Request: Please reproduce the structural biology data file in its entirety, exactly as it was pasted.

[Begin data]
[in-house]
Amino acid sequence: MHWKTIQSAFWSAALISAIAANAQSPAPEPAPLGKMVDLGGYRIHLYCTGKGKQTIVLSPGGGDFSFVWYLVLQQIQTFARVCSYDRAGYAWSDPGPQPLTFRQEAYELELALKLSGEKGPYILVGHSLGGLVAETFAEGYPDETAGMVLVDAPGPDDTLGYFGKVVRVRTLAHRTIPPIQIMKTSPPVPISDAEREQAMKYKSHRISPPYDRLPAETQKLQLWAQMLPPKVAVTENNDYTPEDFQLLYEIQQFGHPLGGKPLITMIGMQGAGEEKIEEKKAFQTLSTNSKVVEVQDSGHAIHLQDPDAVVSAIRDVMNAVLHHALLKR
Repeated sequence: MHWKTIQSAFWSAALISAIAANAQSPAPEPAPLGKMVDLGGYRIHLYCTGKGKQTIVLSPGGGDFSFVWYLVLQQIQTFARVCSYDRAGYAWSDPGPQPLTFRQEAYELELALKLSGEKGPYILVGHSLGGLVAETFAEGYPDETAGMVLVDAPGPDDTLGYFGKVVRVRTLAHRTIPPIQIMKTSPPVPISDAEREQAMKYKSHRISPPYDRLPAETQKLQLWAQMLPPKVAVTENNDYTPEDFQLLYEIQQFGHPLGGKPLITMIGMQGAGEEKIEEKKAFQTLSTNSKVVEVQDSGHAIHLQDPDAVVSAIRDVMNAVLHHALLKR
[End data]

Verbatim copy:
[in-house]
Amino acid sequence: MHWKTIQSAFWSAALISAIAANAQSPAPEPAPLGKMVDLGGYRIHLYCTGKGKQTIVLSPGGGDFSFVWYLVLQQIQTFARVCSYDRAGYAWSDPGPQPLTFRQEAYELELALKLSGEKGPYILVGHSLGGLVAETFAEGYPDETAGMVLVDAPGPDDTLGYFGKVVRVRTLAHRTIPPIQIMKTSPPVPISDAEREQAMKYKSHRISPPYDRLPAETQKLQLWAQMLPPKVAVTENNDYTPEDFQLLYEIQQFGHPLGGKPLITMIGMQGAGEEKIEEKKAFQTLSTNSKVVEVQDSGHAIHLQDPDAVVSAIRDVMNAVLHHALLKR
Repeated sequence: MHWKTIQSAFWSAALISAIAANAQSPAPEPAPLGKMVDLGGYRIHLYCTGKGKQTIVLSPGGGDFSFVWYLVLQQIQTFARVCSYDRAGYAWSDPGPQPLTFRQEAYELELALKLSGEKGPYILVGHSLGGLVAETFAEGYPDETAGMVLVDAPGPDDTLGYFGKVVRVRTLAHRTIPPIQIMKTSPPVPISDAEREQAMKYKSHRISPPYDRLPAETQKLQLWAQMLPPKVAVTENNDYTPEDFQLLYEIQQFGHPLGGKPLITMIGMQGAGEEKIEEKKAFQTLSTNSKVVEVQDSGHAIHLQDPDAVVSAIRDVMNAVLHHALLKR